Johnston leaders say they focused on fairness when deciding how to divvy up nearly $405,000 for recreation projects across the county.
Most of the 19 groups that sought money from the county’s open-space fund got less than they wanted, but all got something. On average, County Commissioners awarded a little more than half of what groups requested.
For instance, commissioners gave $6,500 to the Town of Kenly, which asked for $17,337 to upgrade batting cages at the town’s recreation complex on College Avenue. Tim Narron, the town’s parks and recreation director, said Kenly is satisfied with the funding it received.
“We understood that we had to share,” Narron said. “We shot for the moon. You can’t blame anybody for that.”
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At their meeting on Tuesday, County Commissioners were unanimous in how they decided to disburse the available dollars. Money in the open-space fund comes from residential developers who choose to pay a $400-per-lot fee instead of setting aside open space in their subdivisions.
Before accepting applications last month, commissioners set the amount of money available to communities based on how much developers in the county’s high school districts paid in open-space fees. For instance, more developers paid the open-space fee in the West Johnston High School district than in the Princeton High district, so more money was available to groups in western Johnston County.
About $20,000 was available to groups in the North Johnston High School district, where applications from the towns of Kenly, Micro and Pine Level nearly doubled that amount. Commissioners gave each town $6,500. Commissioners also split money evenly among multiple groups applying for funds in the Clayton, Smithfield-Selma and South Johnston high school districts.
“There were so many different levels of requests,” said County Manager Rick Hester. “We tried to squeeze it as fair as we could.”
But Dene Castleberry, president of the Archer Lodge Community Center, said the board could have been more equitable in his area.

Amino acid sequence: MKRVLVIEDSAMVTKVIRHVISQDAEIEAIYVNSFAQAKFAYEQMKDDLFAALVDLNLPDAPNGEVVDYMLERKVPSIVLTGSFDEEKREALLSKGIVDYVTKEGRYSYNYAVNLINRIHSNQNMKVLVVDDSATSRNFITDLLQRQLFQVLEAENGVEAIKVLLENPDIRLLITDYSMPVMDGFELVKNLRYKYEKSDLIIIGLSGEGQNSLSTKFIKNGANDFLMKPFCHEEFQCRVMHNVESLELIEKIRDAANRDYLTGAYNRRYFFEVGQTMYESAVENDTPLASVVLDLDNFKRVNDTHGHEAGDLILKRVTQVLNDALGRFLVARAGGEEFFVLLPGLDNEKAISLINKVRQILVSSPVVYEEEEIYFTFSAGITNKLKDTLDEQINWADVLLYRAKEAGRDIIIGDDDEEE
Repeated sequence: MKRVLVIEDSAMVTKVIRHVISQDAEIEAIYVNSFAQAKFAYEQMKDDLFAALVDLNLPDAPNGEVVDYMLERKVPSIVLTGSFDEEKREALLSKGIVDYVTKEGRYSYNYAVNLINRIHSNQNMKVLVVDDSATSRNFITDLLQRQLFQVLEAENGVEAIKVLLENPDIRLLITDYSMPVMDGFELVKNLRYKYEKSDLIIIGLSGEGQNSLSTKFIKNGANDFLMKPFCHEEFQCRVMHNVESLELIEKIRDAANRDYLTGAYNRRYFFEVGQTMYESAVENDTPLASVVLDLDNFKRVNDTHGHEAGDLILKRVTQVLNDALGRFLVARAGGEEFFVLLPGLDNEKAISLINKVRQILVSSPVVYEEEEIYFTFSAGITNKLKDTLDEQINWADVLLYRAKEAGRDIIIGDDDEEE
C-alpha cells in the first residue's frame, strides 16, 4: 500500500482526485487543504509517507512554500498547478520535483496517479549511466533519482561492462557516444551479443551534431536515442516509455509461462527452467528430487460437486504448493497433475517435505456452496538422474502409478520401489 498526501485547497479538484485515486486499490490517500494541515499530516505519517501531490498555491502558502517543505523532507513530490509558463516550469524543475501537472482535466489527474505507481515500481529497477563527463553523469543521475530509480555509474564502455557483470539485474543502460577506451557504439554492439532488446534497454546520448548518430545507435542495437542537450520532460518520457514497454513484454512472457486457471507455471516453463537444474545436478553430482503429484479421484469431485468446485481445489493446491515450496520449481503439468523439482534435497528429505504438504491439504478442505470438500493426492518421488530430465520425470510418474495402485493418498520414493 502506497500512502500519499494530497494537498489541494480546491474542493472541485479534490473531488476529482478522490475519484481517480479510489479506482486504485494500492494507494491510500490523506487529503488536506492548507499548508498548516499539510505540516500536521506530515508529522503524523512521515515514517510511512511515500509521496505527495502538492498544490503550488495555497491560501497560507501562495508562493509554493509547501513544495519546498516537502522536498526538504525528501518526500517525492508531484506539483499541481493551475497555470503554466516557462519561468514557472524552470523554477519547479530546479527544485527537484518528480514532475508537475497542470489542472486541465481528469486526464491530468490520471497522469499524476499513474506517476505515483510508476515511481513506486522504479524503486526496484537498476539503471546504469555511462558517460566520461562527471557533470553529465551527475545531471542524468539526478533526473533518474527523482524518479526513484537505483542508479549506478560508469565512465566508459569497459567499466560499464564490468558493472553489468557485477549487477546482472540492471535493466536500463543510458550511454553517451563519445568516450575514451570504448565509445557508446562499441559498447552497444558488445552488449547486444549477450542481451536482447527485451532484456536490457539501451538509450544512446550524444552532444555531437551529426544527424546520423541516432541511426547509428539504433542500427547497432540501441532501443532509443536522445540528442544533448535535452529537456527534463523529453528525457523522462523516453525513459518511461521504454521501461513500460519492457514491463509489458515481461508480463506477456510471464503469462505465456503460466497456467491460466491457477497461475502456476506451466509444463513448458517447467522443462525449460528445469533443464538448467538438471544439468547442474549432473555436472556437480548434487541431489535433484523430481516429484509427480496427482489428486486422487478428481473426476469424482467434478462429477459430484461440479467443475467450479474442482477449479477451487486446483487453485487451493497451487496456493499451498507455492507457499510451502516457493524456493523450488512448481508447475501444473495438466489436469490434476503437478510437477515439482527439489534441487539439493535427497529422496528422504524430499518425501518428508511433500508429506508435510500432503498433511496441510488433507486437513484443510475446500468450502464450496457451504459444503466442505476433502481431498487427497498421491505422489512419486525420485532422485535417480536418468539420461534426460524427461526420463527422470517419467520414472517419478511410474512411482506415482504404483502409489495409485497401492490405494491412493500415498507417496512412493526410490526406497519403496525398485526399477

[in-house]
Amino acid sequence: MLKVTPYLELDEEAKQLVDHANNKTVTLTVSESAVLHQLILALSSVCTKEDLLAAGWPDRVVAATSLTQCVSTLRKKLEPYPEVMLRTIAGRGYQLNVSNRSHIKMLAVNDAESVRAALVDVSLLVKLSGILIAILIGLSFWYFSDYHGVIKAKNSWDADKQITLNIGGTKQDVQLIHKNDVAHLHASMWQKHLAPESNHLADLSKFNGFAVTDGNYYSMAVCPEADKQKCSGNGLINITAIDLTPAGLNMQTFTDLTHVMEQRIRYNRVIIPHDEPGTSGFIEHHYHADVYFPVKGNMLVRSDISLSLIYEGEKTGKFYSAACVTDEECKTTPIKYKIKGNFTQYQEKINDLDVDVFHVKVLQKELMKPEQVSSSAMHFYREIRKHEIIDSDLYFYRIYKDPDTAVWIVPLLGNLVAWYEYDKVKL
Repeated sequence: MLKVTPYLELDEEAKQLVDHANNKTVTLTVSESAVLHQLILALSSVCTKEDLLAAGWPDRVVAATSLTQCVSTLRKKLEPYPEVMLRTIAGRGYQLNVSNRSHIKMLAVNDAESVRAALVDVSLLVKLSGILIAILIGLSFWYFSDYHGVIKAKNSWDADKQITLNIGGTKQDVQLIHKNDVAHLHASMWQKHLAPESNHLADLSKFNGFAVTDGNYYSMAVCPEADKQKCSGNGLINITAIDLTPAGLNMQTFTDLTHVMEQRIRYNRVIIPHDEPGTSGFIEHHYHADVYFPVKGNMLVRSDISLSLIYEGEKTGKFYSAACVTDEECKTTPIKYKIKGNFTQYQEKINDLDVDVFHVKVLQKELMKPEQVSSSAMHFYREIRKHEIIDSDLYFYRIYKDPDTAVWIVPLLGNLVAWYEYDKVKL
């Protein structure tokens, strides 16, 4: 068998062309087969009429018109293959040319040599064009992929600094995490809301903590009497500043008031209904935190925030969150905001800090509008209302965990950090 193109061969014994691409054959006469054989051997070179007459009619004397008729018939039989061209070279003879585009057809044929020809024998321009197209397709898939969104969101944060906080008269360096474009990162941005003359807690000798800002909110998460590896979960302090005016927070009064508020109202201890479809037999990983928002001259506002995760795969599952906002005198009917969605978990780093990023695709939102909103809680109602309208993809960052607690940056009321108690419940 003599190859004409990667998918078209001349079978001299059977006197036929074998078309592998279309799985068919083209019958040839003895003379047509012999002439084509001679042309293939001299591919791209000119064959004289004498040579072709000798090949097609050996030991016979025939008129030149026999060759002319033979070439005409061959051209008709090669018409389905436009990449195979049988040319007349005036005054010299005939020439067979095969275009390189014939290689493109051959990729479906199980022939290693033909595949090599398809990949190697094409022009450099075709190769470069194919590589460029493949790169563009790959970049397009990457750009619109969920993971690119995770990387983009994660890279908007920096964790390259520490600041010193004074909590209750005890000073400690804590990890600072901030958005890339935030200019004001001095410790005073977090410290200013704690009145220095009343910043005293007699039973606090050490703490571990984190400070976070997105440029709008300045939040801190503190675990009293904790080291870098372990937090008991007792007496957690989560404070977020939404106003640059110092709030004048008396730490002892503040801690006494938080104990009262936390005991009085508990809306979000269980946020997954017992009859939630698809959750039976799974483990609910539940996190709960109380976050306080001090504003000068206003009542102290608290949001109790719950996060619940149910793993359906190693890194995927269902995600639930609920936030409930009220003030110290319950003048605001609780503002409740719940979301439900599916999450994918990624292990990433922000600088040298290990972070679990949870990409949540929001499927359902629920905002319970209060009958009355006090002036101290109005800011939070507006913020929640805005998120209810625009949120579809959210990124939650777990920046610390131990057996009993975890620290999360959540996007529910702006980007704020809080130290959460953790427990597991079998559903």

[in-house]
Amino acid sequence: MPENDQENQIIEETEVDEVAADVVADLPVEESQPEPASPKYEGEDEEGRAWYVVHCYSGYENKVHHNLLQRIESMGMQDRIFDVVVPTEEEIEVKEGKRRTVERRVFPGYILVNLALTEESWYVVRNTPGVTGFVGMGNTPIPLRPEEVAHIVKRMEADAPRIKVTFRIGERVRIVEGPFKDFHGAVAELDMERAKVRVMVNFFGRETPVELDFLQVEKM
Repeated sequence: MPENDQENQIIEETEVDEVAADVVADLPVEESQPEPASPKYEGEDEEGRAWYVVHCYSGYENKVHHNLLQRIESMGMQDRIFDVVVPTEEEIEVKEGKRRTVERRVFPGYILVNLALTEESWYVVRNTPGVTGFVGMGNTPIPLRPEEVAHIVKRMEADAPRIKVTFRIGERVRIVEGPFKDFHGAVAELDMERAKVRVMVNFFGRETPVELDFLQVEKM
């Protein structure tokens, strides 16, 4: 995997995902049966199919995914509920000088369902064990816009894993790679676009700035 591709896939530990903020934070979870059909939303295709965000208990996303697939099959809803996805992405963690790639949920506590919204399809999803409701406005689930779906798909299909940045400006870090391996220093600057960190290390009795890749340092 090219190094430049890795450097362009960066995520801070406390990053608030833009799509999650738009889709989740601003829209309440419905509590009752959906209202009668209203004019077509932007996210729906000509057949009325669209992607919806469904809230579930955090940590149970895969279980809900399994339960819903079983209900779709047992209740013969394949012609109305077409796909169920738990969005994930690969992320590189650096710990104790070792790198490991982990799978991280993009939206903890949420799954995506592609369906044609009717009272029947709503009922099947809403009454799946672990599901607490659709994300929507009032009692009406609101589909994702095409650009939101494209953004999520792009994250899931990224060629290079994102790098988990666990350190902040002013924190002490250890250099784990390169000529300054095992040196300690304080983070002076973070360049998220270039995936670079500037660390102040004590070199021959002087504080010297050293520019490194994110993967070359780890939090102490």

Of the more than $90,000 available in the Corinth Holders High School district, commissioners gave $31,500 each to Corinth Community Recreation and the Town of Clayton. The board split the other one-third of the money between the Town of Archer Lodge and the community center, or $15,750 each.
Castleberry said he didn’t think Clayton should have received one-third of the money because the Town of Clayton collects its own open-space fee. Clayton, which also received $6,000 in the Clayton High School district, plans to use the Corinth Holders money to help purchase new park land on Covered Bridge Road.
“I don’t blame (the Town of Clayton) for applying, but why would you give them a full (one-third) of the funds?” Castleberry asked.
The Archer Lodge Community Center, which applied for more than $95,000, planned to use the money to raze existing basketball and tennis courts to make room for more soccer fields. The Town of Archer Lodge applied for money to build a basketball court to replace the one at the community center.
“Our needs are really immediate, because we want to re-do the fields and put new grass on them,” Castleberry said.
The $405,000 that commissioners awarded to the various groups comes from a total of nearly $705,000 in the open-space fund.
Commissioners set aside about $353,000 in the fund for countywide projects. The board awarded $14,200 from that pool of money to Johnston Community College for a ropes course at Howell Woods Environmental Learning Center, Hester said.
The Greater Cleveland Athletic Association was the only group that applied for a portion of the $254,700 earmarked for the Cleveland High School district. Commissioners awarded the GCAA $76,000, or $58,000 less than the group applied for. That’s OK with GCAA treasurer Brad Faulkner, who said the group will use the money to fix a parking lot and light poles at its athletic complex on Cleveland Road.
“It’s tough being a small organization and keeping everything up and running the way it needs to be,” Faulkner said. “When this opportunity presented itself, it was a huge blessing to have access to this money. We wouldn’t be able to do these project on our own without years and years of fundraising.”